What Scientists Say - Tropical Truth

What Scientists Say

Even the Yellow Tang populations in the open areas – which are the ones that are being collected – have increased by 31 percent. So it’s very significant that all the areas are increasing – not just the areas that are closed (to collection). [...] Having a well-managed fishery makes sense both ecologically and economically for the state of Hawai’i.

- William J. Walsh, PhD, Aquatic Biologist

We’ve collected data for over 17 years from over 6,700 surveys and have found that aquarium fish populations are generally stable and increasing in West Hawai'i where, again, most of these aquarium fish are collected. The populations of Yellow Tang and Kole – which are the two most heavily collected species – are not declining. In recent years, they’ve both been increasing both in the protected areas and in open areas. [...] If you define sustainable as the numbers remaining the same and/or increasing, then they’re sustainable.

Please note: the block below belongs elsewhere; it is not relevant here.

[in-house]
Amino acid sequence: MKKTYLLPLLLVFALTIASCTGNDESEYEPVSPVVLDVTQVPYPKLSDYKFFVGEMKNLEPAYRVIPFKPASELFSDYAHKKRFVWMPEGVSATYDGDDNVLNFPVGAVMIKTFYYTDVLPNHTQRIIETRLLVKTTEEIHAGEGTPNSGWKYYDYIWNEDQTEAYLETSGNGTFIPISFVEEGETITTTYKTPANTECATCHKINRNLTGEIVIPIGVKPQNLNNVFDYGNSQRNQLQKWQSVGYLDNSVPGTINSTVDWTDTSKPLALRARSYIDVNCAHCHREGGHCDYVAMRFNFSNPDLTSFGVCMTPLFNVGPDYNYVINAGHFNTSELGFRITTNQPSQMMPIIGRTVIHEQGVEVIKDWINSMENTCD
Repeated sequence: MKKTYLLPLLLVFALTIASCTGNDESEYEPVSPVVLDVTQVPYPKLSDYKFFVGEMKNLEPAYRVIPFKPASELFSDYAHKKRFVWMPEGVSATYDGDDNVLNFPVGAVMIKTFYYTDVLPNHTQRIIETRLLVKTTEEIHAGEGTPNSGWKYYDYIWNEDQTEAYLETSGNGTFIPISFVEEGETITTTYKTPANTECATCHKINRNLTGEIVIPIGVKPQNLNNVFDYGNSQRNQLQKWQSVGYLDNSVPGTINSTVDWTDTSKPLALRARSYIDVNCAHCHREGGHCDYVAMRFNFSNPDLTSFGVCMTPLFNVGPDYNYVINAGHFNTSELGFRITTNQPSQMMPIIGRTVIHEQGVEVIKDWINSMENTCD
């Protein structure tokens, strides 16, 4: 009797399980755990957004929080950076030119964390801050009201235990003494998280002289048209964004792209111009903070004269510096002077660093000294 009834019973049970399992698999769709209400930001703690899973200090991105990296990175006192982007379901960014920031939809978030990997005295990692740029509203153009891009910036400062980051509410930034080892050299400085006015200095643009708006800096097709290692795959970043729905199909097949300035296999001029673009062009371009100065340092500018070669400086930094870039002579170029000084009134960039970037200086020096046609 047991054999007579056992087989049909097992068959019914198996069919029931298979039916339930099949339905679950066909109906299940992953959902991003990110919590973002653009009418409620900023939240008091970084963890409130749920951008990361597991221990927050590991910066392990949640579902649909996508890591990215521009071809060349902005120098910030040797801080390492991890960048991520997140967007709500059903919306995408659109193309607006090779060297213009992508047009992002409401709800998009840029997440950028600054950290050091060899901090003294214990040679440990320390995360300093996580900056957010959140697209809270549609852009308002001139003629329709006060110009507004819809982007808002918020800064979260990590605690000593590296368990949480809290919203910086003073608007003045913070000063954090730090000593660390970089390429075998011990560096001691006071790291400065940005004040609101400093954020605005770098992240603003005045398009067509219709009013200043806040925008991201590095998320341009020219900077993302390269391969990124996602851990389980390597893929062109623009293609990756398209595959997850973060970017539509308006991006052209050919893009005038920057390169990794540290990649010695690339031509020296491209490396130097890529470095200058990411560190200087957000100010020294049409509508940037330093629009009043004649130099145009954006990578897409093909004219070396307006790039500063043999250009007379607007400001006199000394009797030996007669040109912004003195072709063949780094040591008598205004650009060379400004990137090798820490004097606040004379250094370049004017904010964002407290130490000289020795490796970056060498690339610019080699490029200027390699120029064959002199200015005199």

- Dr. Bruce Carlson, former Waikiki Aquarium Director and Chief Science Officer at the Georgia Aquarium

My entire career has been shaped by my childhood fascination with keeping aquariums. I mean most of my childhood, from my earliest years all the way through college, it was all about keeping these things alive in captivity which led me to understanding their behavior which led me to scuba diving and understanding what their natural environment was like and it really drew me into the entire profession of marine biology.

- Richard Pyle, PhD. Bishop Museum

All of the science indicates that this is a very sustainable fishery. We have almost 20 years of good monitoring data on coral reefs where fish collecting occurs, and both the fishes and coral reefs habitats…are doing very well.

- Randall Kosaki, Ph.D., NOAA scientist

A picture of a fish is worth 1,000 words, but in many ways a live fish in an aquarium is worth 1,000 pictures. It really does compel people to care not just about that fish in the aquarium but the habitat that it came from.

- Randall Kosaki, Ph.D., NOAA scientist

Hawaii has a well-managed, intensively studied, sustainable aquarium fishery–lauded as one of the best managed coral reef fisheries in the world.

- Dr. Bruce Carlson, former Waikiki Aquarium Director and Chief Science Officer at the Georgia Aquarium